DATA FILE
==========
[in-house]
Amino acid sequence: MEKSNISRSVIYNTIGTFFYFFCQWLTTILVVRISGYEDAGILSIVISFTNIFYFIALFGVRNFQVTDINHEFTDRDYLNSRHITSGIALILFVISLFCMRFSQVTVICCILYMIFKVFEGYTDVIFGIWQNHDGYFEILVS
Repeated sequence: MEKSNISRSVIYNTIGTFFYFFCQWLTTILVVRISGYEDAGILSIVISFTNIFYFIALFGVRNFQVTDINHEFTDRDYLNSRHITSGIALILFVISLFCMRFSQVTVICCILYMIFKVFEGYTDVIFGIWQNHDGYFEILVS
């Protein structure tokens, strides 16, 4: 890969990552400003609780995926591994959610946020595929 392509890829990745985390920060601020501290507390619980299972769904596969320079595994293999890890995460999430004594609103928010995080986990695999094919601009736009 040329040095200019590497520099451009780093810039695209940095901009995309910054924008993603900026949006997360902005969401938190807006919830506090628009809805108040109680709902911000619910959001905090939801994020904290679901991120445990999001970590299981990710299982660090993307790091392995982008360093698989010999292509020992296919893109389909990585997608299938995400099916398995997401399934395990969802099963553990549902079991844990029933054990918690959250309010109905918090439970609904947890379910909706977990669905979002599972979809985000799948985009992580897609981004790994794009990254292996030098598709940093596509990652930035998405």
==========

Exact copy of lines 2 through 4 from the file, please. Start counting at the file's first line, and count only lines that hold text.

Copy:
Amino acid sequence: MEKSNISRSVIYNTIGTFFYFFCQWLTTILVVRISGYEDAGILSIVISFTNIFYFIALFGVRNFQVTDINHEFTDRDYLNSRHITSGIALILFVISLFCMRFSQVTVICCILYMIFKVFEGYTDVIFGIWQNHDGYFEILVS
Repeated sequence: MEKSNISRSVIYNTIGTFFYFFCQWLTTILVVRISGYEDAGILSIVISFTNIFYFIALFGVRNFQVTDINHEFTDRDYLNSRHITSGIALILFVISLFCMRFSQVTVICCILYMIFKVFEGYTDVIFGIWQNHDGYFEILVS
């Protein structure tokens, strides 16, 4: 890969990552400003609780995926591994959610946020595929 392509890829990745985390920060601020501290507390619980299972769904596969320079595994293999890890995460999430004594609103928010995080986990695999094919601009736009 040329040095200019590497520099451009780093810039695209940095901009995309910054924008993603900026949006997360902005969401938190807006919830506090628009809805108040109680709902911000619910959001905090939801994020904290679901991120445990999001970590299981990710299982660090993307790091392995982008360093698989010999292509020992296919893109389909990585997608299938995400099916398995997401399934395990969802099963553990549902079991844990029933054990918690959250309010109905918090439970609904947890379910909706977990669905979002599972979809985000799948985009992580897609981004790994794009990254292996030098598709940093596509990652930035998405």